In a post a couple of years ago I gave an example on how to configure an Ubuntu 12.04 server to authenticate to Active Directory. Things used to be hard back then. Now we have the realmd realm enrollment manager to do the hard work of joining the host to an Active Directory domain, and the System Security Services Daemon or SSSD to do the actual authentication and authorization work whenever it is needed. And things are much easier to configure and get running. Continue reading Ubuntu 14.04 Active Directory Authentication
Update 2015-06-16: Ubuntu 14.04 Active Directory Authentication
Authenticating Linux users against Active Directory has traditionally been hard. There’s a multitude of HOWTOs on how to do it, and every one of them seems to do it a bit differently. This is because environments and goals vary, and there are many ways to achieve a particular goal. I will add my version to the mix. This one fetches users and groups from Active Directory LDAP using a machine account added using the Samba tools, and authenticates users to the Active Directory Key Distribution Center using Kerberos. Continue reading Ubuntu 12.04 Active Directory Authentication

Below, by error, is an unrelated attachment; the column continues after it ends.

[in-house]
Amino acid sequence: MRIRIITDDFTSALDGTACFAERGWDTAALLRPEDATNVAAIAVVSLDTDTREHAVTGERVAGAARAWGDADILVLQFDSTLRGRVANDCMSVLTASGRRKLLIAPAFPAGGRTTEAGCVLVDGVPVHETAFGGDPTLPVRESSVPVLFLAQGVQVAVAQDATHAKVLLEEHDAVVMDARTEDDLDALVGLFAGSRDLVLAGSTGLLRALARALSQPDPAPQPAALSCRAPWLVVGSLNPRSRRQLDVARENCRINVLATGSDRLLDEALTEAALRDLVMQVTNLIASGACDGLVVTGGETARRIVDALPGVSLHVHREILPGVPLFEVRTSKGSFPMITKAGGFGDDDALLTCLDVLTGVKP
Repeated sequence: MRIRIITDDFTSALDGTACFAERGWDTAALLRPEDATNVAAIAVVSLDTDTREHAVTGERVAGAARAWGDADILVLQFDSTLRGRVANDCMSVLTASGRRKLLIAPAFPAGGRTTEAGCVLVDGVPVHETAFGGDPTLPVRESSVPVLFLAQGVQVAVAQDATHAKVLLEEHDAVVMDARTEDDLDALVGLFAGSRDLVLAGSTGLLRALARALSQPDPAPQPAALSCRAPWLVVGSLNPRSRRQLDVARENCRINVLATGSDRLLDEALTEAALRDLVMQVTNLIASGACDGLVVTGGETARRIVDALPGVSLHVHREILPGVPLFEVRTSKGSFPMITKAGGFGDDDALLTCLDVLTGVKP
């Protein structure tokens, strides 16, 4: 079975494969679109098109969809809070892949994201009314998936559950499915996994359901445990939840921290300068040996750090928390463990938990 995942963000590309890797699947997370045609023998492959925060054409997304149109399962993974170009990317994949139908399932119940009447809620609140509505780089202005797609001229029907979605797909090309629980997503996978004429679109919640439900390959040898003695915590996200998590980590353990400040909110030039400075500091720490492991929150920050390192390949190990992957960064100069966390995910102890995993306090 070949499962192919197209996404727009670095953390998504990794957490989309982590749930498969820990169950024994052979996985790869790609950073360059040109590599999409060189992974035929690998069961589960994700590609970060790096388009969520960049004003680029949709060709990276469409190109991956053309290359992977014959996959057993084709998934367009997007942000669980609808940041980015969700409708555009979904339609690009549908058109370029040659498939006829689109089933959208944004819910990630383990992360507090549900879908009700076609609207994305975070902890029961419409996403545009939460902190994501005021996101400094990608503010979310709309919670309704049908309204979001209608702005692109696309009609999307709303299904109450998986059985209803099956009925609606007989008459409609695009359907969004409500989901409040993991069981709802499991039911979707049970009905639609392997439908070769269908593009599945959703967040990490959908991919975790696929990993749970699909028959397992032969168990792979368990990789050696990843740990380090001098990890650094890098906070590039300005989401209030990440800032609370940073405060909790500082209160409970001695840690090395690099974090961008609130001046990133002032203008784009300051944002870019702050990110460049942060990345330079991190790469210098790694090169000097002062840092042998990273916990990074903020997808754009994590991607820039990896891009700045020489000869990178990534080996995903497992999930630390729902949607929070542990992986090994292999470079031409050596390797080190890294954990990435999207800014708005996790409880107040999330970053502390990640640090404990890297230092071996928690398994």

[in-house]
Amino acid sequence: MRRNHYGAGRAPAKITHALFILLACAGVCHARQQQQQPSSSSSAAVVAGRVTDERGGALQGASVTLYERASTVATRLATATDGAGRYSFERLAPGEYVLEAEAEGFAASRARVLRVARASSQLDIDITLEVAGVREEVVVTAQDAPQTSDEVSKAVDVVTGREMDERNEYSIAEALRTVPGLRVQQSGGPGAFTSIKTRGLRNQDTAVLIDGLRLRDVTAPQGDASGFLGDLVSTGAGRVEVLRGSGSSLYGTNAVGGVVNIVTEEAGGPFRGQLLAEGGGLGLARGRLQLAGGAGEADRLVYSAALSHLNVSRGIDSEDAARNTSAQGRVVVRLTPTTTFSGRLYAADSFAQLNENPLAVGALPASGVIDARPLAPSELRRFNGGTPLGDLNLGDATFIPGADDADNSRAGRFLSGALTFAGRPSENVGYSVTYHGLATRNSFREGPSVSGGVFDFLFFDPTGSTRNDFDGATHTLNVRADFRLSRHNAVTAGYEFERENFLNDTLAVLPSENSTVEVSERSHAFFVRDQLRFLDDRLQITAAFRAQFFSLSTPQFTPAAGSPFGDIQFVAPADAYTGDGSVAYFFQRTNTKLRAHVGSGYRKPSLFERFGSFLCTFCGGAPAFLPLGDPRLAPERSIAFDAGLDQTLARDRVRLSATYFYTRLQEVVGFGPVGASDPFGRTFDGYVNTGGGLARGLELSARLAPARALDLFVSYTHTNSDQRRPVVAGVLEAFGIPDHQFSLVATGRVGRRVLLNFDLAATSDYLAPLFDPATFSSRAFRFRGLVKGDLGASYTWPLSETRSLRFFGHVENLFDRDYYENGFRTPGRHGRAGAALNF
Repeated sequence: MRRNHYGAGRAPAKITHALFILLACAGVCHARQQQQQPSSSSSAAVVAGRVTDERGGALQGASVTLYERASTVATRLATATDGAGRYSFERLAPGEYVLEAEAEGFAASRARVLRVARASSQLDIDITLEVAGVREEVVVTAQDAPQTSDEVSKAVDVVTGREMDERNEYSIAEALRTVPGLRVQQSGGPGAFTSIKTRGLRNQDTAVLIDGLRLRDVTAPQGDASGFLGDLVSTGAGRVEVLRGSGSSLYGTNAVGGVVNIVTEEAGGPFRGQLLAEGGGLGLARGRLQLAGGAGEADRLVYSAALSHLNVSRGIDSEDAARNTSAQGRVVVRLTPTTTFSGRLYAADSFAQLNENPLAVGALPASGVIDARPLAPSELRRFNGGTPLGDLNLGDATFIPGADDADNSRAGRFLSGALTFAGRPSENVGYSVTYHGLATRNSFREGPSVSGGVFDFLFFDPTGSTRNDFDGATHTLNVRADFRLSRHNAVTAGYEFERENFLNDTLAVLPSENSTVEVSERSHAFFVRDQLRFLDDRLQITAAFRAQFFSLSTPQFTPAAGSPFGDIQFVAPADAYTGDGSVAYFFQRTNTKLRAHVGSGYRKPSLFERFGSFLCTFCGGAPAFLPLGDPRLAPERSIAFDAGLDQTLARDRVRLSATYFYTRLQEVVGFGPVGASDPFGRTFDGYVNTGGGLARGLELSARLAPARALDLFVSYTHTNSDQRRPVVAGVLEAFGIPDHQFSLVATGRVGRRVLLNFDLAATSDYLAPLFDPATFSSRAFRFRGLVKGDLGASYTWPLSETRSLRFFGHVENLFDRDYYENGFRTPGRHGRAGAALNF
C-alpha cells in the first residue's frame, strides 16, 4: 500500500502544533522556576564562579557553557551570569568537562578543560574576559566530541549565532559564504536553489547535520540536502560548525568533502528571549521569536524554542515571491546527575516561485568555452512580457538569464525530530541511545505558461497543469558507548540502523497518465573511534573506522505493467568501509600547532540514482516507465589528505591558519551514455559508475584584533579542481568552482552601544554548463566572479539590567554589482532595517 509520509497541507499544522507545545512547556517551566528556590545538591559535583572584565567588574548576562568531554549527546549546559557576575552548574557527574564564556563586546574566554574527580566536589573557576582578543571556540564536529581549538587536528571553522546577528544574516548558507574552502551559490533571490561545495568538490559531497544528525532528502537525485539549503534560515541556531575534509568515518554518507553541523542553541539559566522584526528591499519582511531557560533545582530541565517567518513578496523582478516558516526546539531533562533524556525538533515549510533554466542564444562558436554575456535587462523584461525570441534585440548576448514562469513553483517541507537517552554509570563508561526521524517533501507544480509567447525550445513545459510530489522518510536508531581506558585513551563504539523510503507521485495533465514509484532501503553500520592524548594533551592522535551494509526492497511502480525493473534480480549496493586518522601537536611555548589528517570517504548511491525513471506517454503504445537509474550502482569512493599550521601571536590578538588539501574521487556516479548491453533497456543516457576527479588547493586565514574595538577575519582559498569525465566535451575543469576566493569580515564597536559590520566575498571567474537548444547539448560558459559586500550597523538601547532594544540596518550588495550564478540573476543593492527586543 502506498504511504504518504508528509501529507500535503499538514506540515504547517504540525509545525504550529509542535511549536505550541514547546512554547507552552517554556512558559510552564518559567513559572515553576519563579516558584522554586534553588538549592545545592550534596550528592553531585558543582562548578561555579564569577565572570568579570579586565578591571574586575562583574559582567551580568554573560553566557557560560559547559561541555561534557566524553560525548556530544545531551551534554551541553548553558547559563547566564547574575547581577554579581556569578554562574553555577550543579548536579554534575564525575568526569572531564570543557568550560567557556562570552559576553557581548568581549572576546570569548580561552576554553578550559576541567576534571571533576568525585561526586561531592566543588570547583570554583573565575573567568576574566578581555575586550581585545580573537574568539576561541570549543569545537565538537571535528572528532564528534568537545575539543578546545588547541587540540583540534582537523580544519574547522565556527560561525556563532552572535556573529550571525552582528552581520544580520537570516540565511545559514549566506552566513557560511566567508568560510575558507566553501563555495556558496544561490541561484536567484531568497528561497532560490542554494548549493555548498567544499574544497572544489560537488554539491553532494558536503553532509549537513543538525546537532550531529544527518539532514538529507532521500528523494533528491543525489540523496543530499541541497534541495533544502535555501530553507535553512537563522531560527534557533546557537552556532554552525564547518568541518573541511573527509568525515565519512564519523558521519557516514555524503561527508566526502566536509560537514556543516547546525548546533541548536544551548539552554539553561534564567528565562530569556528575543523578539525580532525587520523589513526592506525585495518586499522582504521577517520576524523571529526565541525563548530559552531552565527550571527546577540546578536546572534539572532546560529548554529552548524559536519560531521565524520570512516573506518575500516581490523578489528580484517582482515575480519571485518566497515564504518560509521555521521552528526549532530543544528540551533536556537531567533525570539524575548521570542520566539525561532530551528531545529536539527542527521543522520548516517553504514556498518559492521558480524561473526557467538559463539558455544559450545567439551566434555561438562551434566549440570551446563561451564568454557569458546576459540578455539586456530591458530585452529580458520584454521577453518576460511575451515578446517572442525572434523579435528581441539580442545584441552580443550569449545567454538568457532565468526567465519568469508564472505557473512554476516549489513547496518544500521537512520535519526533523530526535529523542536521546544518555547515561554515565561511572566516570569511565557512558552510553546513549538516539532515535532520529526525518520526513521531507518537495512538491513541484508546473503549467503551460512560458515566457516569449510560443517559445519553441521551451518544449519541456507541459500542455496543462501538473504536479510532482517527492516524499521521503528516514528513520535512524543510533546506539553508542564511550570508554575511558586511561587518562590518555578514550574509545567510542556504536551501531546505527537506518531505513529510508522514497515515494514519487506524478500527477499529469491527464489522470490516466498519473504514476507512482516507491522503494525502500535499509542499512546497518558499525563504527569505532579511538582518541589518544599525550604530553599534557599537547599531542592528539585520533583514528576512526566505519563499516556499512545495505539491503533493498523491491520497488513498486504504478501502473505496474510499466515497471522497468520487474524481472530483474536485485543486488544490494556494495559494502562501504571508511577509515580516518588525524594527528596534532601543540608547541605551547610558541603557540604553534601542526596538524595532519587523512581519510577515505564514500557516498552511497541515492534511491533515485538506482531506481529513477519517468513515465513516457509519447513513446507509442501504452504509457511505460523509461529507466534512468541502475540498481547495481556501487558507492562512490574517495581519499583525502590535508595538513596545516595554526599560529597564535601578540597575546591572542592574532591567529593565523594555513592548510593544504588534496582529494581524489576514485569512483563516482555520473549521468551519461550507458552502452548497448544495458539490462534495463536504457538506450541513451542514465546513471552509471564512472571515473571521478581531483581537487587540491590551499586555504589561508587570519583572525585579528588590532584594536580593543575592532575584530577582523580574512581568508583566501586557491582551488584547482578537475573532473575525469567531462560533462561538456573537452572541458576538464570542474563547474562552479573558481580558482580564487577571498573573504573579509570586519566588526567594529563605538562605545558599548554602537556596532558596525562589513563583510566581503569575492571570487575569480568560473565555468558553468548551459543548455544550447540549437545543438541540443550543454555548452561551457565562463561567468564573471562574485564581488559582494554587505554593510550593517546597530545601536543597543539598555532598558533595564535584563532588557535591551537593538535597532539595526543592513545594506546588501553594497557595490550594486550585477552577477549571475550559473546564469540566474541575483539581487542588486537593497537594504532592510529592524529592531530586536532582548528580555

Here’s how to configure a Windows domain controller to act as an NTP client and server for your network. You may then sync all your hosts, Windows or other, to that server. To achieve this, configure one (or more) of your domain controllers to retrieve time from the atomic clocks of the Internet. Rest of you servers should follow suit and sync their time to this domain controller after a little while.
Make a backup copy of your AD before you go any further.
Install your new server, and join it to the domain as a member server. Before you can run dcpromo on the new 2008 server, you must run adprep on your schema master, to prepare the Active Directory schema to support Windows 2008 domain controllers. The installation DVD contains a directory called sourcesadprep. Go there and run:
Here are two simple scripts written in Python to fetch information about users from Active Directory. The AD schema has been augmented with the Microsoft Services For Unix schema, which will allow to map Unix uids to Windows user accounts.
First, create a user account for your Apache in the Active Directory. Let’s assume the AD Kerberos realm is KOO.FI, and the user name we have created is “apache”. Also create a computer account, let’s call that “apachesrv”.